Now in its third year, The Best Workplaces for Women™ programme takes the global standard Best Workplaces methodology as its basis. It recognises leading Irish organisations that foster a high trust culture and great work environment for everyone in general, and also create a positive and supportive workplace for women in particular.
It was fantastic to announce the Best Workplaces for Women™ yesterday on International Women’s Day, and celebrate the achievement across the Great Place to Work community. What was it that made these organisations stand out from the crowd? There is no doubt that the past 12 months have presented new challenges for organisations in this space. Despite this, many organisations have not just risen to the challenge, but surpassed it in continuing to create a high trust workplace experience and deliver a strong culture for their people.
Employees in these workplaces report fair treatment regardless of their gender, are empowered to balance their work and personal life, and feel secure to take the time off they need when necessary. This is particularly pertinent this year, where many people found themselves stretched as they adapted to the reality of Covid-19, and its impact on where, when and how we work.
Organisations had to actively listen to their people, be adaptable to their needs and demonstrate clarity and care. Some people found themselves increasingly isolated, others found their personal responsibilities consistently increasing, from childcare and elderly care, to voluntary and community commitments. Each situation required a thoughtful response.
Career & Leadership
Career development and opportunities for both professional and personal growth are key components in establishing a Best Workplace with a high trust culture. In the Best Workplaces for Women™, the data points to an employee experience where recognition and promotion opportunities are conducted in a candid and transparent way. They ensure that it is universally understood how promotion criteria apply to employees across the organisation.
They provide opportunities for exposure to leadership and people across the organisation so employees can showcase their unique talents outside the confines of their direct team. When leadership does promote someone, they are able to point to the criteria they had previously set as the foundations of their rationale.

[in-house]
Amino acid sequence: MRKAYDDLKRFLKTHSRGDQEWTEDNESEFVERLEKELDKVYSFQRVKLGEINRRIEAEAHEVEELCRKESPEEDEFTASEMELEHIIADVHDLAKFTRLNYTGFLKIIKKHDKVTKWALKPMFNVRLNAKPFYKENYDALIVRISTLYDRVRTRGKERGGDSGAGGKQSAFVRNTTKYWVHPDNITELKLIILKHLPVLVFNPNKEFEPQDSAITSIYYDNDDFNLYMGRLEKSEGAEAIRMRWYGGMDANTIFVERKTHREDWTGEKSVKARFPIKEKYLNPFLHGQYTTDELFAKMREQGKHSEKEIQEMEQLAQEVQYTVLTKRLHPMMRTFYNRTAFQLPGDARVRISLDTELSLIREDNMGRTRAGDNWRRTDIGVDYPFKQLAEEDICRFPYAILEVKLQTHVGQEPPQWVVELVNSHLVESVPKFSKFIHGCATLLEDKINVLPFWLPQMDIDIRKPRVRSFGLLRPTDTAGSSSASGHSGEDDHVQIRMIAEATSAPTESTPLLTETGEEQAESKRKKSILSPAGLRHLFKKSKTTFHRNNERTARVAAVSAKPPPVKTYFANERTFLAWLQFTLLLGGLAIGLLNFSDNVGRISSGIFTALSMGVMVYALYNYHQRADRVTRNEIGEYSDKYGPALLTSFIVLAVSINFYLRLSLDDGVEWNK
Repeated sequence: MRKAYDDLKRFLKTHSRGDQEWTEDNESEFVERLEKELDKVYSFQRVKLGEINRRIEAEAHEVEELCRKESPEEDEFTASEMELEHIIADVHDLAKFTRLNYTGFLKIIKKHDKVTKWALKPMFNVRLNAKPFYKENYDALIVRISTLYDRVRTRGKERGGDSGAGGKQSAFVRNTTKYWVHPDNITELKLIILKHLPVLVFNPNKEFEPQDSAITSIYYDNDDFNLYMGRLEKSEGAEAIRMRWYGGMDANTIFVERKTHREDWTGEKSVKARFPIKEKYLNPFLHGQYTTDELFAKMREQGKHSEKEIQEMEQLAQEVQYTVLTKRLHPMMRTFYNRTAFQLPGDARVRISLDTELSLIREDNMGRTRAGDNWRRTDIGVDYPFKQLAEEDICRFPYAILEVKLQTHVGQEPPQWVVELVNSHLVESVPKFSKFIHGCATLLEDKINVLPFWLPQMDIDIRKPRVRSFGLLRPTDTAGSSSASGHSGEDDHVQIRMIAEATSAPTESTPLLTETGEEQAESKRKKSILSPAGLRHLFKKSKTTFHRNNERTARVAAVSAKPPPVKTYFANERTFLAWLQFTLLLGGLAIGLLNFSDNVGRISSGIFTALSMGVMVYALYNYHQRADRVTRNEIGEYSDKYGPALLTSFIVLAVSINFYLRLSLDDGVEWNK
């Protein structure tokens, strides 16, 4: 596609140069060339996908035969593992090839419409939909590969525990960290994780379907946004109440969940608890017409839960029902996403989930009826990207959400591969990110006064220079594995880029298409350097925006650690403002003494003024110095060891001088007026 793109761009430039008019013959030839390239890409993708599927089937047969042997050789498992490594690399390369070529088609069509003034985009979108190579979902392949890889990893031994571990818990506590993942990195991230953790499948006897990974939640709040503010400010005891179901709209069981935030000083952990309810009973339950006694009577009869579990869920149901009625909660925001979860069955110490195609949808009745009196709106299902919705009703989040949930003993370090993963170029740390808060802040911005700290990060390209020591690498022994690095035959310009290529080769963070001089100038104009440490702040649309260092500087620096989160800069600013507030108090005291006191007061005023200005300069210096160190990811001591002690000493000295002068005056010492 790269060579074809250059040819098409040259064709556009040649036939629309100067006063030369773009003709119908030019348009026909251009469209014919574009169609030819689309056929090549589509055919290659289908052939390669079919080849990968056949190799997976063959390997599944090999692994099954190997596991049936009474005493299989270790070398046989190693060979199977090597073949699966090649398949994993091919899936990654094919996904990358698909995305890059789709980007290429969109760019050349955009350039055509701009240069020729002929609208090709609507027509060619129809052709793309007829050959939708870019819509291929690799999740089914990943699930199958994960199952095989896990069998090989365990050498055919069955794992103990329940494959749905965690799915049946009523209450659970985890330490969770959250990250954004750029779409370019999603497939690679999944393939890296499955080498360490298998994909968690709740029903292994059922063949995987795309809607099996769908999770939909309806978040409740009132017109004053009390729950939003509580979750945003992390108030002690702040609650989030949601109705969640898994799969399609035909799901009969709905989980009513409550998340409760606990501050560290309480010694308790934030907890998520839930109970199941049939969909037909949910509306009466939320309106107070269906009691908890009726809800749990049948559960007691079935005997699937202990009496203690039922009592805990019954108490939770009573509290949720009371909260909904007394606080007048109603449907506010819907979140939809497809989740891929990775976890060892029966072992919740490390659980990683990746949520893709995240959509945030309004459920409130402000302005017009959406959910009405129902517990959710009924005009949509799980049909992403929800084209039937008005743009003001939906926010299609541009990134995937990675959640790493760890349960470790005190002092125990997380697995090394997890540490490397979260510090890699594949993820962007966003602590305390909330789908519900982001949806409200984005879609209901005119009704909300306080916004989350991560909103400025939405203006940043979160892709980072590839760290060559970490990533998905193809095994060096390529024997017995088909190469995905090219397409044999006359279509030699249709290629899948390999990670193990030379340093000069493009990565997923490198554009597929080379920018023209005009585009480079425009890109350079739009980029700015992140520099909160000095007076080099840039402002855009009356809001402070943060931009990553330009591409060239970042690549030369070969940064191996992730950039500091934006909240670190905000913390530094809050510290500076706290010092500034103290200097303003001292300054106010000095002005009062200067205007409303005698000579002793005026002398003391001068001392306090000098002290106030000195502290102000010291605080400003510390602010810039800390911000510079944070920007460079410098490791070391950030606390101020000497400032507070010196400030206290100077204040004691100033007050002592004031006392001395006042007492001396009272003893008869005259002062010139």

The shifting model of work, in response to Covid-19, has also presented new challenges for leadership. When we think about the importance of transparency of promotions, outlined above, lack of visibility is a key concern in a virtual environment. Leaders needed to continue to focus on building relationships, regardless of the type of working environment they found themselves in.
For any organisation, creating a high performance environment where employees can thrive requires a commitment to learning. They search for fresh insights and new knowledge, implementing new programmes and refining existing practises to best support their employees. These organisations continued to celebrate achievements and face challenges, and were quick to adapt to the shifting landscape presented by Covid-19.
They understand their people, actively listening to their needs and responding accordingly. By identifying and recognising the strengths and opportunities that exist within their organisations, they are committed to driving a high trust work environment.
Want to know who are the 22 Irish organisations who acheived the Best Workplaces for Women™ in 2021, click here!
Want to apply to the Best Workplaces for Women™ programme? Contact us here.